The Israeli cabinet voted in majority against conducting a large-scale military offensive against the Gaza Strip, and decided to indirectly maintain the truce declared by the Hamas movement in Gaza, on Sunday.The Israeli Ministerial Cabinet held a session on Monday to discuss the situation in Gaza; senior Israeli ministers and officials participated in the meeting, and were not asked to vote for a military offensive.

The meeting, that was initially supposed to take place Sunday, was focused on efforts to contain the situation and to prevent escalation, Israeli sources reported.

Israeli daily Haaretz reported that Israeli Prime Minister Benjamin Netanyahu and Defense Minister Ehud Barak presented all claims that would be likely to push Israel away from escalation at this current time.

Haaretz added that the reasons presented included;
First: international isolation and condemnation.
Second: Fear of further deterioration in the diplomatic relations with Egypt.
Third: Israel does not have international legitimacy to conduct a large-scale offensive on Gaza.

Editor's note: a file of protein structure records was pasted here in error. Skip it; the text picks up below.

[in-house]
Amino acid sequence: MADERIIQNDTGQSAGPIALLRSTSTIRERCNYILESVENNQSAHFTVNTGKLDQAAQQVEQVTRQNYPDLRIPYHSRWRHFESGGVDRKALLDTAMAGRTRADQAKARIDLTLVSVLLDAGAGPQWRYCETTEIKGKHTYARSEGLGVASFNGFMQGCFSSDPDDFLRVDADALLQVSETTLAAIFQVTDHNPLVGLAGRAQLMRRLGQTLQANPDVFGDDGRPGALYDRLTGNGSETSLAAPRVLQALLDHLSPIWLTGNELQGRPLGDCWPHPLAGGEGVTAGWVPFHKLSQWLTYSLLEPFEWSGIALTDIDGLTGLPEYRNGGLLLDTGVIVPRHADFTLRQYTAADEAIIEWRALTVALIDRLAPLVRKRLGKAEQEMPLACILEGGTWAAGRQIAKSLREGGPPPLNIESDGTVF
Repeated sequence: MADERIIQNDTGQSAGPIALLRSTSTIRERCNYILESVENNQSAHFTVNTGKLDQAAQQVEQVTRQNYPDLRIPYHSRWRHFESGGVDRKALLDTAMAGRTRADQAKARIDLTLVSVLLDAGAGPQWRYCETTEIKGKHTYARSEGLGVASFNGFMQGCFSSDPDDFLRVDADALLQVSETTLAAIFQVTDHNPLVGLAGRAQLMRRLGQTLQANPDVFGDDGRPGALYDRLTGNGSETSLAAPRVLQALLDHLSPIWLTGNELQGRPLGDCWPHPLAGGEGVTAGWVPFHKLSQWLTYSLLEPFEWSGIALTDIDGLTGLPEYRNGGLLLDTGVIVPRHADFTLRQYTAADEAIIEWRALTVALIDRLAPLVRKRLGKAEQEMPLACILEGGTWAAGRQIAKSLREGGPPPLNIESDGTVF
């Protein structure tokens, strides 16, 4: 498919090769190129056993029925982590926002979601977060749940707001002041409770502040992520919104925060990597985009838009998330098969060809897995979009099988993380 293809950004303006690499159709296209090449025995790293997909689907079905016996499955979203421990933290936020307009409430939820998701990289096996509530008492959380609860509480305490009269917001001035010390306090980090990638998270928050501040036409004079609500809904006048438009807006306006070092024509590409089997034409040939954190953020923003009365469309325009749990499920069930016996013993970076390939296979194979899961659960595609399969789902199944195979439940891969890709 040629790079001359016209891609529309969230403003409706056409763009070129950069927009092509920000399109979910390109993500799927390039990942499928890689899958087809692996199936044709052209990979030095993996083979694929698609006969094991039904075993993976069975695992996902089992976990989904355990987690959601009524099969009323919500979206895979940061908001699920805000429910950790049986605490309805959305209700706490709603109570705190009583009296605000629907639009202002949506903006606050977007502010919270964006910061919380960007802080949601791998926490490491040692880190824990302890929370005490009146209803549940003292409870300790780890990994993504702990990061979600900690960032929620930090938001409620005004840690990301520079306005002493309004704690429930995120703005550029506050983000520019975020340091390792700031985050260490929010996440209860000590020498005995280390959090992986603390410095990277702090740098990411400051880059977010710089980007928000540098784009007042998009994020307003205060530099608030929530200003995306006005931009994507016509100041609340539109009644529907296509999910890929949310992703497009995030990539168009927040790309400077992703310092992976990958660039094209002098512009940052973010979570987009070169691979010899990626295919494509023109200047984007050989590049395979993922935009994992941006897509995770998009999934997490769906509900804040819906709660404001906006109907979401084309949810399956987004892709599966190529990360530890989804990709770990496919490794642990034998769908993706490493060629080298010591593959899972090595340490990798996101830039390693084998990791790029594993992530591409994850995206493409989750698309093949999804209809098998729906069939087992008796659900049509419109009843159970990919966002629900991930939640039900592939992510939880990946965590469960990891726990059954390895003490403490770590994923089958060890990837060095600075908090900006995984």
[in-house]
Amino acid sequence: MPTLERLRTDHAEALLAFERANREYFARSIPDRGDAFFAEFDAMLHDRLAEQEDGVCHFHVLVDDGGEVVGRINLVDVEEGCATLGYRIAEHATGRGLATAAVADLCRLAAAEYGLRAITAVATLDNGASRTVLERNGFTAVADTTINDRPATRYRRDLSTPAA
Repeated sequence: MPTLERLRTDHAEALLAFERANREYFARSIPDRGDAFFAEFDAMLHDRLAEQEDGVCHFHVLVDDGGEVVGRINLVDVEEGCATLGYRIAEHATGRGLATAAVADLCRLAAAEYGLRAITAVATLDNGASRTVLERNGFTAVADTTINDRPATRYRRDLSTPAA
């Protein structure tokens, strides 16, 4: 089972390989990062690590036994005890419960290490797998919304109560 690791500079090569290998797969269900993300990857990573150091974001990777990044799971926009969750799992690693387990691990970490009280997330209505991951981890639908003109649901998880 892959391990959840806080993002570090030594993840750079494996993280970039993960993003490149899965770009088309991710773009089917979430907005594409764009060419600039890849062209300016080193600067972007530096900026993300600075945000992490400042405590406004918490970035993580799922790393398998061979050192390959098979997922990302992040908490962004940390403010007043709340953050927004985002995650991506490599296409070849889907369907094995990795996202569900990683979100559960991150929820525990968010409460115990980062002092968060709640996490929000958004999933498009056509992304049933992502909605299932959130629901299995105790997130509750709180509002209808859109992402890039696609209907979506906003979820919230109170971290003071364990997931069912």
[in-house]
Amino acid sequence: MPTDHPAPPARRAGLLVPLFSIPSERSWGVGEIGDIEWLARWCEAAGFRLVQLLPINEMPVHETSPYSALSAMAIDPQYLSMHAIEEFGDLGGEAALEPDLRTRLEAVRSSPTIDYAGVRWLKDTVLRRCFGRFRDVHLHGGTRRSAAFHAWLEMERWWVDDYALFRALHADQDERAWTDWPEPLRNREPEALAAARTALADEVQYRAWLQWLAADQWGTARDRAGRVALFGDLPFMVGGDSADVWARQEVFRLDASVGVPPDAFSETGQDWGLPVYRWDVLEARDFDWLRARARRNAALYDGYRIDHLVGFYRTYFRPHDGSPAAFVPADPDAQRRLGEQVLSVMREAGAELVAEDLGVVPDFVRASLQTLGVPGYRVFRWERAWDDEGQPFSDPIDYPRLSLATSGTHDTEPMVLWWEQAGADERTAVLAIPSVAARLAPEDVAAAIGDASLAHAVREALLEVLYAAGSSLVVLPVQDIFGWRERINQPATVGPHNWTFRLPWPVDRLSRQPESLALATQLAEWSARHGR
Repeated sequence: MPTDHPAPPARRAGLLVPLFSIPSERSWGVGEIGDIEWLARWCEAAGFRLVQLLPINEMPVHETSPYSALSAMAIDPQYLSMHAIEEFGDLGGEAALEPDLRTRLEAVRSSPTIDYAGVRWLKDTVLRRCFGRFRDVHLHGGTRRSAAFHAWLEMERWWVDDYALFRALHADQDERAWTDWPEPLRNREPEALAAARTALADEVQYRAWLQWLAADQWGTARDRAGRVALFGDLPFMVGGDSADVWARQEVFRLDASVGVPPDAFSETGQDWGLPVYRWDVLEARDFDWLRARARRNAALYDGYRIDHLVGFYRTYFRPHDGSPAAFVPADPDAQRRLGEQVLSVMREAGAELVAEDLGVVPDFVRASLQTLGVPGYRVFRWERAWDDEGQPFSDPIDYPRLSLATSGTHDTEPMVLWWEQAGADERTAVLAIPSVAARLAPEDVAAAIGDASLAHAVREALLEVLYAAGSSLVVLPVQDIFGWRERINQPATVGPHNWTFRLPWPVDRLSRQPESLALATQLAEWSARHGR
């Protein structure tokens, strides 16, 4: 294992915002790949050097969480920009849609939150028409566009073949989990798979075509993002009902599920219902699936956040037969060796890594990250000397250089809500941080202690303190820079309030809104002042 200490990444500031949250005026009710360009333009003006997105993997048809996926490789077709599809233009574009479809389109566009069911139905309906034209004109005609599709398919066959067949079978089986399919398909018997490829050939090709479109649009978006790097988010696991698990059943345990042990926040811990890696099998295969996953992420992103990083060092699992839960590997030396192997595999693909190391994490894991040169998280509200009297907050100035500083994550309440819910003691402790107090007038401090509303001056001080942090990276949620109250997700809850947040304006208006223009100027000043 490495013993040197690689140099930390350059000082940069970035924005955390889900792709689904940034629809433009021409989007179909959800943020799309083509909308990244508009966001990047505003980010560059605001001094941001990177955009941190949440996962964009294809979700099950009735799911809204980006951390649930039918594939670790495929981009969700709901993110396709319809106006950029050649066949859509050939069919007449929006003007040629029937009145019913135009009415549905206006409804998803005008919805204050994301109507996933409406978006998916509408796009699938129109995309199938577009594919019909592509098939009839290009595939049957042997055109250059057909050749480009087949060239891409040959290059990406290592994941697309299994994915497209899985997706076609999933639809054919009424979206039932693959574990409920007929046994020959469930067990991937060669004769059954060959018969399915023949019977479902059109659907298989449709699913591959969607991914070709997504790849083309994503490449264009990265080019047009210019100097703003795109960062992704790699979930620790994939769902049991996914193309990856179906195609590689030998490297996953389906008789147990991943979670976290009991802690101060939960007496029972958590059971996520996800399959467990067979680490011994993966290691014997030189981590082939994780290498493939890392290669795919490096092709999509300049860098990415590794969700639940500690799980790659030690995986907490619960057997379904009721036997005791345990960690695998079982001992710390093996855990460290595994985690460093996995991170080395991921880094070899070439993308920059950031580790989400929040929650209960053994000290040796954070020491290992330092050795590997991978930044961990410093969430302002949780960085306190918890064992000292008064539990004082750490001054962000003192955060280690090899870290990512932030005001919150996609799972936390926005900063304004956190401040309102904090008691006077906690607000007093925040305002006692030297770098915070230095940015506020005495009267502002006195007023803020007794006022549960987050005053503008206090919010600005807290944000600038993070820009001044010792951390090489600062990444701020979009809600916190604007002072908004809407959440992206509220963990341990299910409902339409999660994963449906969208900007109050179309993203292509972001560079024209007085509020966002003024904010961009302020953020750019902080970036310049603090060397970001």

Netanyahu told his ministers that “a comprehensive war on Gaza will not be the ideal solution.”

Several Israeli cabinet members and ministers called on Netanyahu to conduct a firm “retaliation against the firing of homemade shells from Gaza into Israel,” an issue that pushed Netanyahu to hold this meeting that aims at preventing escalation, Israeli sources said.

An advisor to Netanyahu stated that “the Prime Minister believes that, at the current stage, it would be wrong to be dragged into a comprehensive war with Gaza.” Yet, the advisor added that “Israel will retaliate should factions in Gaza attack it,” the Maan News Agency reported.

The advisor further stated that “the situation in the Middle East is very sensitive, like a boiling pot,” adding that the Palestinians are getting ready to head to the United Nations this September to seek international recognition of statehood based on the 1967 borders, an issue that pushes Israel to refrain from any escalation to preserve its international image.

He also stated that Israel does not have enough “Iron Dome” interception systems to protect itself from shells and missile attacks, Maan said.